The Mayo Clinic Research News Roundup includes brief summaries and links to research news releases from the past month. It also connects readers to related resources. Read on for more information from Mayo Clinic Research.
Stem cells derived from a patient's own fat offer a step toward improving — not just stabilizing — motor and sensory function of people with spinal cord injuries, according to early research from Mayo Clinic.
A clinical trial enrolled 10 adults to treat paralysis from traumatic spinal cord injury. After stem cell injection, the first patient demonstrated improvement in motor and sensory functions, and had no significant adverse effects, according to a case report published in Mayo Clinic Proceedings.
The study, published in Mayo Clinic Proceedings, also found that people who have rheumatoid arthritis are at increased risk of developing heart disease, blood clots and sleep apnea.
Mayo Clinic and Hitachi, Ltd. have reached an agreement in principle to build a carbon ion treatment facility as part of Mayo Clinic's recently announced integrated oncology facility which will be constructed at Mayo Clinic's campus in Jacksonville, Florida.
While carbon ion therapy was discovered in the United States in the 1970s, there currently are no carbon ion therapy treatment centers in North America. The technology is only available at a handful of centers in Asia and Europe. Read a related news article on Wired.com.
Steven Buskirk, M.D., chair of the Department of Radiation Oncology at Mayo Clinic in Florida says, "the availability of carbon ion technology will allow Mayo Clinic researchers to evaluate the efficacy of carbon ion therapy for the treatment of various cancer types including exploration into new and expanded therapies, including multi-modality treatment options."
Enhanced Recovery After Surgery aims to improve care of surgery patients and enhance postoperative recovery through implementation of evidence-based practice, audit, education and research. Protocols that have been developed emphasize a culture of inclusivity and recognition of the importance of multidisciplinary collaboration.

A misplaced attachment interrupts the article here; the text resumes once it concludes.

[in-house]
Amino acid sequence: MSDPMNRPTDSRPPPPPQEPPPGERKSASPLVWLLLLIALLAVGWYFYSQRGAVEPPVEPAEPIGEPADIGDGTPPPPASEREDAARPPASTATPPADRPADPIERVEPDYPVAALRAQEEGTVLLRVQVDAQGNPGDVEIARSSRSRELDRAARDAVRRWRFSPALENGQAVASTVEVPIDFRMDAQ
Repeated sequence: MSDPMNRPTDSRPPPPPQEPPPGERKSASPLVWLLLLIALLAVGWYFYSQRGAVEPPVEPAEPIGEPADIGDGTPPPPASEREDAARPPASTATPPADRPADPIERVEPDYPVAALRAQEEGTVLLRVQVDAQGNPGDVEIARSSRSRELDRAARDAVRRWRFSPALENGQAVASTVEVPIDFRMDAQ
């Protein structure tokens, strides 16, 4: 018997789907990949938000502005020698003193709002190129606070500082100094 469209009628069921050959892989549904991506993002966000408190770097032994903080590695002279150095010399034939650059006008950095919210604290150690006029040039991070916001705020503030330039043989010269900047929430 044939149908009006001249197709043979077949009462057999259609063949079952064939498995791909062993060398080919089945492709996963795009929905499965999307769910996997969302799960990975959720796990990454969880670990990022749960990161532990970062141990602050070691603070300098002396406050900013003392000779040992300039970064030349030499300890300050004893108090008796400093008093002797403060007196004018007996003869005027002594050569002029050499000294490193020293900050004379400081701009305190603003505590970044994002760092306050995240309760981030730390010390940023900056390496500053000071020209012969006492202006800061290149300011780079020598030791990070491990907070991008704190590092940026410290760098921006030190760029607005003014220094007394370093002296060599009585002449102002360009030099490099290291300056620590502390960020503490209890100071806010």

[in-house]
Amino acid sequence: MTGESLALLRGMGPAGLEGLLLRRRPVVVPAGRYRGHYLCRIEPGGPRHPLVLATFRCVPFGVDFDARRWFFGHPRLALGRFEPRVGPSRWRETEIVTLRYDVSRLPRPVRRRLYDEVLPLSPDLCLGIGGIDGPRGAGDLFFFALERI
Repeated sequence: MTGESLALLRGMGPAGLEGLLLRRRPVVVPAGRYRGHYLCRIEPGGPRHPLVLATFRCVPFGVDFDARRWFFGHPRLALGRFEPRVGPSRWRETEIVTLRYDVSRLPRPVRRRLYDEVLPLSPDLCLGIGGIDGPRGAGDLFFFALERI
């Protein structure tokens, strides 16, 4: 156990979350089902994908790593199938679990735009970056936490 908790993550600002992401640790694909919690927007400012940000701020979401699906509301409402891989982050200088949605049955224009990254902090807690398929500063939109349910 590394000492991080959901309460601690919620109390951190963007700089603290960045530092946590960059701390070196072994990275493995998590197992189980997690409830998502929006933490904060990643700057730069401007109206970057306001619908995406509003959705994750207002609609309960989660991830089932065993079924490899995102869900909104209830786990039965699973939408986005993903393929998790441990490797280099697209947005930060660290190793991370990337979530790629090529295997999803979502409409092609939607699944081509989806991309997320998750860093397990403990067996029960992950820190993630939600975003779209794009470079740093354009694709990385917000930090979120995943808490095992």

Since implementing ERAS protocols, Mayo Clinic in Arizona has reported decreased lengths of hospital stays, and fewer complications and readmissions, while achieving significant cost savings. Among other achievements, the Division of Colon and Rectal Surgery has reported a 70% reduction in narcotic use postoperatively over the past three years.
Twice-yearly injections of an experimental cholesterol-lowering drug, inclisiran, were effective at reducing low-density lipoprotein (LDL) cholesterol, often called bad cholesterol, in patients already taking the maximum dose of statin drugs, according to data of the ORION-10 trial presented Saturday, Nov. 16, at the American Heart Association's Scientific Sessions 2019.
High levels of LDL cholesterol — which builds up in the walls of the arteries, making them hard and narrow, thereby leading to blockages — causes increased risk of heart attacks and strokes.
A Mayo Clinic study published in the American Journal of Health Behavior investigates differences in how men and women perceive their own health. The study finds that confidence in maintaining good health habits can be influenced by gender.
Men reported higher levels of physical activity and greater confidence in their ability to remain physically active, according to the study, which surveyed 2,784 users at the Mayo Clinic Dan Abraham Healthy Living Center, an employee wellness center. Men and women had comparable levels of confidence that they would maintain a healthy diet.
Find research feature stories, videos and more news on Discovery's Edge, Mayo Clinic's online research magazine.
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Information about many of the clinical trials available across Mayo Clinic is online as well.
Tags: arthritis, cancer, carbon ion therapy, cardiology, cholesterol, diabetes, heart attack, IBD, inflammatory bowel disease, Mayo Clinic Cancer Center, Mayo Clinic Proceedings, neurology, News, oncology, radiology, Research News Roundup, rheumatology, spinal cord injury, stem cells, Steven Buskirk, stroke, women's health